When a magnitude 7.9 earthquake in the Gulf of Alaska forced weather authorities to declare a tsunami warning for many communities in coastal Alaska, Juneau resident Bonny Hilton Dansie’s phone remained silent.
Electronic notifications went out to cellphones across the state early Tuesday morning, but not all of them. Dansie’s phone wasn’t one of them. Both she and her husband Richard have GCI phones, and neither of them got an emergency alert.
The only phone of theirs that did get a notification was one with Verizon service that they hadn’t used in two months.
Heather and Richard weren’t the only people in Juneau or Southeast who didn’t receive a cellphone notification. As a result of a complex and long-term process with the Federal Communications Commission, GCI and other smaller providers don’t automatically send federal emergency alerts.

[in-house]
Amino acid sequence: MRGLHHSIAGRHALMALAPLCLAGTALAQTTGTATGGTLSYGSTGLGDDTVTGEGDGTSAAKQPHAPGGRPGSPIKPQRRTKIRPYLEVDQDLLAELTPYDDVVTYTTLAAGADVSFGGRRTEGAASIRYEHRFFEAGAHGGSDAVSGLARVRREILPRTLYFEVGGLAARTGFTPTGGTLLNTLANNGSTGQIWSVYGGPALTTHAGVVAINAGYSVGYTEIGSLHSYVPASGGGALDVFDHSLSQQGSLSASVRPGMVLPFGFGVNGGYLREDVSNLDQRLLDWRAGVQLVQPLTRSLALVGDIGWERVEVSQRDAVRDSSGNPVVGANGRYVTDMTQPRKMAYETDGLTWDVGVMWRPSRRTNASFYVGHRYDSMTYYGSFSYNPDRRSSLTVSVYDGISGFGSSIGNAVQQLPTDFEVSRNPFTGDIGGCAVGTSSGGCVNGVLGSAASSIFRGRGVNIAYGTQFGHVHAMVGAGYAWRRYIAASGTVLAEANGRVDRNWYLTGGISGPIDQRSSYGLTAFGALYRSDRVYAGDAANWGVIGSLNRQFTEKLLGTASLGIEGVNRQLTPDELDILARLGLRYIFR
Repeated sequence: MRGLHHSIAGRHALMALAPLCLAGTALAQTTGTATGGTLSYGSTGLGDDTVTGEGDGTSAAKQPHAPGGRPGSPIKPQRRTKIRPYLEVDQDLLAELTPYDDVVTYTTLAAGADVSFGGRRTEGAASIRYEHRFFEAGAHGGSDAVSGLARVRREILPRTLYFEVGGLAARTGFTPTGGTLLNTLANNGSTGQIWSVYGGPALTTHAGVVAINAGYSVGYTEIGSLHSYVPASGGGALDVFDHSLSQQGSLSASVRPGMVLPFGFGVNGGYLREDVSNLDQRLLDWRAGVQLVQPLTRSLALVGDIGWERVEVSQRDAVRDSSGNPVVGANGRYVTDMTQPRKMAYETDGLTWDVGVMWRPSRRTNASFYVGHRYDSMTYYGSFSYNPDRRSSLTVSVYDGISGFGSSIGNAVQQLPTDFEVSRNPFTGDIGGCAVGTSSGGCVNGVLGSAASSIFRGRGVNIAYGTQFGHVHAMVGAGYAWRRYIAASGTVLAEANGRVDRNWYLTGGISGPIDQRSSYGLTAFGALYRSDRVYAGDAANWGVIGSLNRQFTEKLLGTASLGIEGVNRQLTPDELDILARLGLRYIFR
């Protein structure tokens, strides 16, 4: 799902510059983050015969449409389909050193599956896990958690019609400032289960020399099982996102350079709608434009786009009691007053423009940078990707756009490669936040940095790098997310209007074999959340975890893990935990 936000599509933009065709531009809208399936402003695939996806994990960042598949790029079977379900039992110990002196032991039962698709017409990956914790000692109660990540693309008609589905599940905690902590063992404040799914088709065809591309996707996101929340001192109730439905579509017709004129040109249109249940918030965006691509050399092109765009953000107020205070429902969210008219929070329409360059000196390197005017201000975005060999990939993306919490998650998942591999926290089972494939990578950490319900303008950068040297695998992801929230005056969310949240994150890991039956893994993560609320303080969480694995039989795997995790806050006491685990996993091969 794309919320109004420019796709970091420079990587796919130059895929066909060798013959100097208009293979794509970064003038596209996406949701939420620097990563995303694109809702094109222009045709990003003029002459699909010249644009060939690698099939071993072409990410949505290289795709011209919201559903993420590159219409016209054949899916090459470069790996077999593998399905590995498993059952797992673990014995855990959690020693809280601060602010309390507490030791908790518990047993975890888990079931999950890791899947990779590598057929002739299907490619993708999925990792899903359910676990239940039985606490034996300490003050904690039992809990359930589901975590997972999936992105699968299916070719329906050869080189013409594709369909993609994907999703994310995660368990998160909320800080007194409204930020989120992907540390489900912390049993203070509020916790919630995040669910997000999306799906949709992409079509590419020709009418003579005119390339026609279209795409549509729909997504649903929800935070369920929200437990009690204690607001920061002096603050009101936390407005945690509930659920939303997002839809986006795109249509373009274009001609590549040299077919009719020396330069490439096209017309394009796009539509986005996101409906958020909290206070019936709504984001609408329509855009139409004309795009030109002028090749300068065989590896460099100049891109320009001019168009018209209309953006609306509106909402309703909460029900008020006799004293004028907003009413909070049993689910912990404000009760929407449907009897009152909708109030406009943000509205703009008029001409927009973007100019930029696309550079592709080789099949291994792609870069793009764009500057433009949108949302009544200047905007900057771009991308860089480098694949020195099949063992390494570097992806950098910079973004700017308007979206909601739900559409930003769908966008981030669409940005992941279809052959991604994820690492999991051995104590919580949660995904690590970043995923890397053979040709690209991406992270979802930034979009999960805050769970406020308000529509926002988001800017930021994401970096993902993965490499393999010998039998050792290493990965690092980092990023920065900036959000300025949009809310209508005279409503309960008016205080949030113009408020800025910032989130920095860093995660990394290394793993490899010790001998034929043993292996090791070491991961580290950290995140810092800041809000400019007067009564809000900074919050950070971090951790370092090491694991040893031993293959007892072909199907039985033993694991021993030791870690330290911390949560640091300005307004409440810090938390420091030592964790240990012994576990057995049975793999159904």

GCI Director of Corporate Communications Heather Handyside explained Tuesday that Wireless Emergency Alerts (WEA) are still at least a few months away for GCI.
Getting those alerts set up through the FCC is a long and complicated process, Handyside said, and many smaller providers don’t have the resources to get the system set up quickly.
National providers, such as AT&T or Verizon, were required to have the WEA system set up in 2017. Smaller providers were given an extension until May 2019 to get the system in place. Handyside said GCI will get it off the ground long before that.
“GCI’s been working hard for almost six months now to put the system in place,” Handyside said, “and the good news is we’re only a few months away from being complete.”
In the interim, GCI has set up a free application for iOS and Android phones that can serve the same purpose. The app is simply called GCI Alerts, and Handyside said that GCI customers who had that app downloaded received an alert Tuesday morning.